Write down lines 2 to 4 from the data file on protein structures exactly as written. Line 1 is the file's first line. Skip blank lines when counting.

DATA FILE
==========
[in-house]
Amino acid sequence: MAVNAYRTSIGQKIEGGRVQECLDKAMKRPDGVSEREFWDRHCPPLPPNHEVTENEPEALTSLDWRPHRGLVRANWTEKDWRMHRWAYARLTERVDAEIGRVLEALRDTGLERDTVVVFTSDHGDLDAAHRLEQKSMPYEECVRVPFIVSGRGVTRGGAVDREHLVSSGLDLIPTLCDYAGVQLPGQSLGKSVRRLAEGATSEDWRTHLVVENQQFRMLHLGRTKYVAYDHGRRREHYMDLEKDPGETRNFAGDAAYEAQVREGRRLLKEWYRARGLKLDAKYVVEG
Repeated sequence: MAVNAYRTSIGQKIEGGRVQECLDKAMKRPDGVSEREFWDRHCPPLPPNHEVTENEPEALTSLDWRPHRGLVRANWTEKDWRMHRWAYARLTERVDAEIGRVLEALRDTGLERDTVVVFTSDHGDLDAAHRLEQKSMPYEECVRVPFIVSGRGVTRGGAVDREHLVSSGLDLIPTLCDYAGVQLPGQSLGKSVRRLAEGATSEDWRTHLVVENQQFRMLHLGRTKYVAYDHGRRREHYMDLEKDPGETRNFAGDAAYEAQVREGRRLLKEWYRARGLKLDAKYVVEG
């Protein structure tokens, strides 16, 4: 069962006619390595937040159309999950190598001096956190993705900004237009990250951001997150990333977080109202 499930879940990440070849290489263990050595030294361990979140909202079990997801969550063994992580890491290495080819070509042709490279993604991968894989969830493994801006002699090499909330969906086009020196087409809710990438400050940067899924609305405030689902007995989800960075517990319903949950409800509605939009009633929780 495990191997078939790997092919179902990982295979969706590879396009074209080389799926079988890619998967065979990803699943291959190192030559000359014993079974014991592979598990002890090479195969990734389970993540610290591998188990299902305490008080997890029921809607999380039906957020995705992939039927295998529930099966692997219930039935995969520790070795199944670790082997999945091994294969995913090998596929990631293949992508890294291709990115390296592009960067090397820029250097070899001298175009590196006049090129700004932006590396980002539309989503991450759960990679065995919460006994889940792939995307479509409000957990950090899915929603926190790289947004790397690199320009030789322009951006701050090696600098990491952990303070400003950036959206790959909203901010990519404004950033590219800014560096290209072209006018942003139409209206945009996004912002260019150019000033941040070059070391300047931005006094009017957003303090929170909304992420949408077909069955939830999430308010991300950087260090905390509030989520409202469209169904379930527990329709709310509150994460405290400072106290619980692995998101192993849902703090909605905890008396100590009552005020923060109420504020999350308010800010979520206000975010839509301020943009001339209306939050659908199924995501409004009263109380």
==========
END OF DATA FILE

Amino acid sequence: MAVNAYRTSIGQKIEGGRVQECLDKAMKRPDGVSEREFWDRHCPPLPPNHEVTENEPEALTSLDWRPHRGLVRANWTEKDWRMHRWAYARLTERVDAEIGRVLEALRDTGLERDTVVVFTSDHGDLDAAHRLEQKSMPYEECVRVPFIVSGRGVTRGGAVDREHLVSSGLDLIPTLCDYAGVQLPGQSLGKSVRRLAEGATSEDWRTHLVVENQQFRMLHLGRTKYVAYDHGRRREHYMDLEKDPGETRNFAGDAAYEAQVREGRRLLKEWYRARGLKLDAKYVVEG
Repeated sequence: MAVNAYRTSIGQKIEGGRVQECLDKAMKRPDGVSEREFWDRHCPPLPPNHEVTENEPEALTSLDWRPHRGLVRANWTEKDWRMHRWAYARLTERVDAEIGRVLEALRDTGLERDTVVVFTSDHGDLDAAHRLEQKSMPYEECVRVPFIVSGRGVTRGGAVDREHLVSSGLDLIPTLCDYAGVQLPGQSLGKSVRRLAEGATSEDWRTHLVVENQQFRMLHLGRTKYVAYDHGRRREHYMDLEKDPGETRNFAGDAAYEAQVREGRRLLKEWYRARGLKLDAKYVVEG
């Protein structure tokens, strides 16, 4: 069962006619390595937040159309999950190598001096956190993705900004237009990250951001997150990333977080109202 499930879940990440070849290489263990050595030294361990979140909202079990997801969550063994992580890491290495080819070509042709490279993604991968894989969830493994801006002699090499909330969906086009020196087409809710990438400050940067899924609305405030689902007995989800960075517990319903949950409800509605939009009633929780 495990191997078939790997092919179902990982295979969706590879396009074209080389799926079988890619998967065979990803699943291959190192030559000359014993079974014991592979598990002890090479195969990734389970993540610290591998188990299902305490008080997890029921809607999380039906957020995705992939039927295998529930099966692997219930039935995969520790070795199944670790082997999945091994294969995913090998596929990631293949992508890294291709990115390296592009960067090397820029250097070899001298175009590196006049090129700004932006590396980002539309989503991450759960990679065995919460006994889940792939995307479509409000957990950090899915929603926190790289947004790397690199320009030789322009951006701050090696600098990491952990303070400003950036959206790959909203901010990519404004950033590219800014560096290209072209006018942003139409209206945009996004912002260019150019000033941040070059070391300047931005006094009017957003303090929170909304992420949408077909069955939830999430308010991300950087260090905390509030989520409202469209169904379930527990329709709310509150994460405290400072106290619980692995998101192993849902703090909605905890008396100590009552005020923060109420504020999350308010800010979520206000975010839509301020943009001339209306939050659908199924995501409004009263109380």